The four-ten saga continues

May 7, 2007 4:42 AM

This week we continue with the four way tens. Let’s look at some of the tickets we discussed last week (plus one new one), but in a bit more detail. Last week I asserted that the 63331 ticket with 16 spots is superior to the traditional 33331 and below you will be able to discern the truth. Both of these tickets have identical odds against hitting a solid ten, but in the lower catches the 16 spot starts to shine in comparison. You can do the comparison yourself, but it is worth noting that for instance, you will hit a six out of 10 almost three games sooner on the 16 spot than on the 13 spot.

63331

10 / 10 . 2231596.84

9 / 10 41457.83

8 / 10 1928.55

7 / 10 170.24

6 / 10 25.72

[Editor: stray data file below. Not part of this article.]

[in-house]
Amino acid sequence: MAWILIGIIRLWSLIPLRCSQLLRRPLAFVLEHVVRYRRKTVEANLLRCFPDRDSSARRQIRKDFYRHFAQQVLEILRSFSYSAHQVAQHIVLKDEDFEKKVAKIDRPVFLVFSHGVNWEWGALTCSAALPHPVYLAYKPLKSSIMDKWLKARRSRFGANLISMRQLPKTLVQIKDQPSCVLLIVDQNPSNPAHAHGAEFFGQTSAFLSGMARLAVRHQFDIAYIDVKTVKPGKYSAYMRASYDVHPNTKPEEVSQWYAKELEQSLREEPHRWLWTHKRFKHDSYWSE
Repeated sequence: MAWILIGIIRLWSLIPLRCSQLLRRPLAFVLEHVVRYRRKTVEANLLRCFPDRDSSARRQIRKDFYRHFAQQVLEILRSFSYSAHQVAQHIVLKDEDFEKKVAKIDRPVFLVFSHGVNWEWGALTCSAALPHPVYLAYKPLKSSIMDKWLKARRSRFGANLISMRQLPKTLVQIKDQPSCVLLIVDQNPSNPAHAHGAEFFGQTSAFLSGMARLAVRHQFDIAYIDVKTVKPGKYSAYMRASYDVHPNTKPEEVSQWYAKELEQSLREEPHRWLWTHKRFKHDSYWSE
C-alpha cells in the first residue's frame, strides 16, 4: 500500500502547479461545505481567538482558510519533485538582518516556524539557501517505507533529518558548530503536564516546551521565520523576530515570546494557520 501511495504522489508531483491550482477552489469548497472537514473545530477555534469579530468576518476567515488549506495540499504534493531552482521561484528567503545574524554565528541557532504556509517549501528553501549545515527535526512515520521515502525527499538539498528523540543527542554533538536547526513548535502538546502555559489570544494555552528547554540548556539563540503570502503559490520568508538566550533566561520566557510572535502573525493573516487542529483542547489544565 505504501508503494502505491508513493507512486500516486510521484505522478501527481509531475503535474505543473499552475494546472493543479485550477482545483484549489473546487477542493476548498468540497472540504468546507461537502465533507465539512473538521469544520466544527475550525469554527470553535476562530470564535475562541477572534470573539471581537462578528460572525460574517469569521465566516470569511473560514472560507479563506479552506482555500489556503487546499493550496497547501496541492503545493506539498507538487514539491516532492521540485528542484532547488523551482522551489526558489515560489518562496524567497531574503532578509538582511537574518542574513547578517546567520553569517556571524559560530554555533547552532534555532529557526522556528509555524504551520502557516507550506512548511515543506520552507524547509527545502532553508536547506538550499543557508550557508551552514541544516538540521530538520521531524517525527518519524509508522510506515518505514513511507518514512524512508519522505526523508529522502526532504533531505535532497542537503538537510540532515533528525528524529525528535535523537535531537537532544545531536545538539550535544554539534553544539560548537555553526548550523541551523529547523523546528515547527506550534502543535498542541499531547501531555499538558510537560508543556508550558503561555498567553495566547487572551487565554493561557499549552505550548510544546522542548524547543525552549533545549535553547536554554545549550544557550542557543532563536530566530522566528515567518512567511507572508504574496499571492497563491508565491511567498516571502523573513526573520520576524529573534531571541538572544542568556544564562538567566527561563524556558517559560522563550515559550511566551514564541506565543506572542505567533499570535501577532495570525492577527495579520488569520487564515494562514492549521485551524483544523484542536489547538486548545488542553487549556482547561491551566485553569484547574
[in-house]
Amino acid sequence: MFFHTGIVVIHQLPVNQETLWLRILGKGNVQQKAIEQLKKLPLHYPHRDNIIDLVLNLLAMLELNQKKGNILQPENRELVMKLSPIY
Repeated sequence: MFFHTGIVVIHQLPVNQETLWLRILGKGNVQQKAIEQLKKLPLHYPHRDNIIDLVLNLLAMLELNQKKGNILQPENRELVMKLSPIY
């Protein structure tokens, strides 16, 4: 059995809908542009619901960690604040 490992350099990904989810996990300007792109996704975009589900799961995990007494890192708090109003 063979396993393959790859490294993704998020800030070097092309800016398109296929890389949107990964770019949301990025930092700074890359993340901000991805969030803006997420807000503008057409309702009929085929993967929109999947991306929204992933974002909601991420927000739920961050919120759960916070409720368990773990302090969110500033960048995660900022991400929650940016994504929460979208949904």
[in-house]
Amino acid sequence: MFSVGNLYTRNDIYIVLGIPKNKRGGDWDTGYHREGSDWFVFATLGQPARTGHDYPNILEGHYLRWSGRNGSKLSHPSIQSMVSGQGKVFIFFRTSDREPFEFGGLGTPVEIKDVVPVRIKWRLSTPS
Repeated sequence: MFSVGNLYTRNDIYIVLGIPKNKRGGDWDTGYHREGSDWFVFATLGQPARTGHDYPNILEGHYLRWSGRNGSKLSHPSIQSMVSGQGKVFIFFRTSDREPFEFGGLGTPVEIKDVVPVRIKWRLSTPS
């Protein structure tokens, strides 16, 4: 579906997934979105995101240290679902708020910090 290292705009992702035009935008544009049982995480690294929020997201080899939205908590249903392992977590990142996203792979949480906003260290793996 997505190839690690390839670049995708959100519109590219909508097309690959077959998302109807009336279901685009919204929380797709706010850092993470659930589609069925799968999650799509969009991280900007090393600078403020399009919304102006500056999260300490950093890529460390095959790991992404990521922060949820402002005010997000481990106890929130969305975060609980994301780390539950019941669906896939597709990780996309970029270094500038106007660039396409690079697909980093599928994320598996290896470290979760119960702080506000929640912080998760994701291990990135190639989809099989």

5 / 10 6.36

 

The ticket below, which I didn’t mention last week has 14 spots and actually is slightly better in terms of a solid 10, but is clearly inferior to the 63331 above in the lower catches. Nonetheless, this is a very playable ticket, especially if you want to play some five spots.

333221

10 / 10 2230500.33

9 / 10 41566.70

8 / 10 1953.89

7 / 10 175.88

6 / 10 27.32

5 / 10 6.76

 

The next ticket is of course the traditional 4 way 10 as played by millions of players over the years. It isn’t bad, but it is not as good as the two above.

33331

10 / 10 2231596.84

9 / 10 42052.70

8 / 10 1992.52

7 / 10 183.08

6 / 10 28.51

5 / 10 7.02

 

The twelve spot below illustrates the point that the fewer numbers you play on a way ticket, the harder it is to win. The charm of the ticket is that it consists of all even number groups and although the odds on it are longer than the tickets above, it is still playable. I play it sometimes just for fun.

42222

10 / 10 2259504.72

9 / 10 45211.06

8 / 10 2219.45

7 / 10 204.73

6 / 10 32.02

5 / 10 8.05

 

If you have a Keno question, please write to me care of this paper, or contact me on the web via email at [email protected]